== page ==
MSU student advocates for Israel by focusing on the positive.
By Kyle Zaback
Late in my sophomore year, members of the Michigan State University Hillel staff reached out to me, believing I would be a perfect fit for the Ryan Rosman (z’l) Jewish Business Association (JBA) internship for the university’s Jewish Student Union (JSU). With this internship came the responsibility of immersing Jews on campus in the world of business and the opportunity to be active in the pro-Israel movement on campus.
Although wary of voicing my pro-Israel stance as college campuses are full of conflicting opinions, I chose to apply for the role and was selected. After my first semester as the JBA intern, I can definitively say I made the right decision.
It was through my involvement in JSU that I had my first contact with Hasbara Fellowships, a pro-Israel campus activism organization that brings hundreds of students to Israel every summer and winter to give them the information and tools to return to their campuses as educators about Israel.
Hasbara Fellowships approached Hillel and JBA about bringing the Start-Up Nation Technology Fair, an expo showcasing on-the-rise Israeli start-ups, to MSU. I was thrilled to be the on-campus coordinator of this event, which allowed me to accomplish my business-aligned goals in JBA while also advocating for Israel.
During the fair, I connected with the Hasbara Midwest regional adviser who told me of the organization’s Israel Training Program and suggested I apply. The program is an exclusive 16-day Israel advocacy training trip focused on offering pro-Israel student leaders the opportunity to gain leadership skills, network with their peers, meet Israelis and Palestinians from all sides of the political spectrum, and travel to strategic locations throughout the Jewish state. Soon after applying, I was interviewed and accepted. I attended one of this past winter’s trips before beginning a two-semester fellowship as a Hasbara Fellow.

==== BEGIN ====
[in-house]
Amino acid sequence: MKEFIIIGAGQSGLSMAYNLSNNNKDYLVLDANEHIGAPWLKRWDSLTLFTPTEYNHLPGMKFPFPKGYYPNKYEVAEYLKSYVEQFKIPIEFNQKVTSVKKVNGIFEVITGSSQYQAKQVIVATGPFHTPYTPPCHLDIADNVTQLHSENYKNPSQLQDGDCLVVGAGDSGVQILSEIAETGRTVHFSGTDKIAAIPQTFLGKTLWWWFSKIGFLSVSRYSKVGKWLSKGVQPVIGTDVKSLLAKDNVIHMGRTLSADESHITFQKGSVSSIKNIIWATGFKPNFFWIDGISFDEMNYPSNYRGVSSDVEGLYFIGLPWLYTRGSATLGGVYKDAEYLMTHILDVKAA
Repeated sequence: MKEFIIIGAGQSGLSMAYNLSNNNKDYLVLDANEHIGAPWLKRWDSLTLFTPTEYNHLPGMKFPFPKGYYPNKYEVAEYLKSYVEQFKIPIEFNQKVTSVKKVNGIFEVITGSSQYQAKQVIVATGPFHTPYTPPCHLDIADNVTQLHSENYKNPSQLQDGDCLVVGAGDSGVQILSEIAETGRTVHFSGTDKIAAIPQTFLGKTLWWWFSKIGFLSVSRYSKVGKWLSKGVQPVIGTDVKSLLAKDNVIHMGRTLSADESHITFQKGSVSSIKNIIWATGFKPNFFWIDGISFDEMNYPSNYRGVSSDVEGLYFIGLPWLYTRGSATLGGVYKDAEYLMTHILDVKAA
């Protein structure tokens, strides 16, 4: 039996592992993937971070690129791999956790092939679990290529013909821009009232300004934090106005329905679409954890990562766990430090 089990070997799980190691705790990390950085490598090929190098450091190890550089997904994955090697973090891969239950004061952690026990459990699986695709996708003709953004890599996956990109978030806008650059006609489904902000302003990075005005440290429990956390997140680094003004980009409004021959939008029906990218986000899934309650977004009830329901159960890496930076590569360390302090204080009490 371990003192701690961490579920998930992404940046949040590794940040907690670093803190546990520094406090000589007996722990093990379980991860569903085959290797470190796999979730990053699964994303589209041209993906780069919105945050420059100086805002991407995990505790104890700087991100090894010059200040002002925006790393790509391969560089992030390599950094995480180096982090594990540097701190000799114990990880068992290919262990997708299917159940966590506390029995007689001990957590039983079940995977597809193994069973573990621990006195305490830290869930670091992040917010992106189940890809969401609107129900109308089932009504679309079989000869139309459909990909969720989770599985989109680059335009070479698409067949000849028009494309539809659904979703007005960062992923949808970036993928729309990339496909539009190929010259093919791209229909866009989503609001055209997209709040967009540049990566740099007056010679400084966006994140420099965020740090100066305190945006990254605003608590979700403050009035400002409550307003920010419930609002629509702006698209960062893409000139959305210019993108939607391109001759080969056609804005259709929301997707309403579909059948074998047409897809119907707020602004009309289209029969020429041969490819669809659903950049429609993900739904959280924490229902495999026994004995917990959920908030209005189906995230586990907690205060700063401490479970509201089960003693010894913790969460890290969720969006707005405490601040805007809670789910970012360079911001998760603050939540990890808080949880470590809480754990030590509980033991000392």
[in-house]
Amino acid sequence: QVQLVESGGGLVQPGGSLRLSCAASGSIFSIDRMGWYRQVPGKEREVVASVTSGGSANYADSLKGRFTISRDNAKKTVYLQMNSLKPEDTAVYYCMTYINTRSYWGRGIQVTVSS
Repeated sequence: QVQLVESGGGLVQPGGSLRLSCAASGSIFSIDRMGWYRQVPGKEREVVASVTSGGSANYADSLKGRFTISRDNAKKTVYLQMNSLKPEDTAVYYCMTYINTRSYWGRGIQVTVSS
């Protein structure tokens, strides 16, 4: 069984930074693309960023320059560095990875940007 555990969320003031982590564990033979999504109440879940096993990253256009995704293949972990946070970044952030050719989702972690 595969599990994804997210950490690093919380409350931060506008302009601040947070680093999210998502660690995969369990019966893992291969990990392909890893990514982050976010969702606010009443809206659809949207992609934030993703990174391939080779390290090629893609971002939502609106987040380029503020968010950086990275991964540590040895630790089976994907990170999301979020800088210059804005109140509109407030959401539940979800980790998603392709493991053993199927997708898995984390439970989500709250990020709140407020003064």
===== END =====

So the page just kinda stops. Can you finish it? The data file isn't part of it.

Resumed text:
In addition to becoming a Hasbara Fellow, I’ve benefited in several other ways from my involvement with the Jewish community. My presence in the JSU, coupled with taking a course on modern Jewish thought, assisted me in redefining my Jewish identity and relationship with Israel. I continued these internal transformations as a participant in the Israel Training Program, discovering new ways to combat anti-Semitism and advocate for Israel.
Just as 18-year-olds in Israel have the responsibility to fight the threat of anti-Semitism physically, it is my responsibility to fight this battle on my college campus. For that reason, I was excited to learn how to open dialogues with those who are anti-Israel or anti-Semitic or who are unsure about their feelings toward Israel. Now that I’m back at school, I’m looking forward to employing the tools I’ve learned to educate my peers on the subject — to go beyond “preaching to the choir.”
Since returning from Israel, I feel empowered with the necessary tools to succeed in promoting Israel on campus. The experiences I had far exceeded my expectations, from standing next to the Gaza border to traveling through “Area A” in the West Bank.
A concern I had before attending the program was only receiving pro-Israel information and not having the opportunity to listen to the Arab-Israeli or Palestinian point of view. Within the first 48 hours of being in Israel, however, this worry completely dissipated as I had an enormous amount of exposure to different perspectives. These experiences allowed me to look inward and decide how I personally felt about current issues and controversial topics. This proved to be the most beneficial aspect of the trip; understanding various arguments for and against Israel has significantly improved the quality of my pro-Israel advocacy.
Rather than focusing on controversies about the state of Israel, the aspects I am choosing for my advocacy campaigns are positive ones. My first initiative is with Save a Child’s Heart, a humanitarian organization that helps Israeli volunteers provide free life-saving heart surgeries for children in developing countries who don’t have access to the healthcare they need. The organization has helped children around the world in places such as Rwanda and Gaza, saving more than 5,000 lives to date. By focusing on positive aspects about Israel and Israelis, I can educate others while diffusing the anti-Israel stigma on campus.
Kyle Zaback of Farmington Hills is a junior at Michigan State University.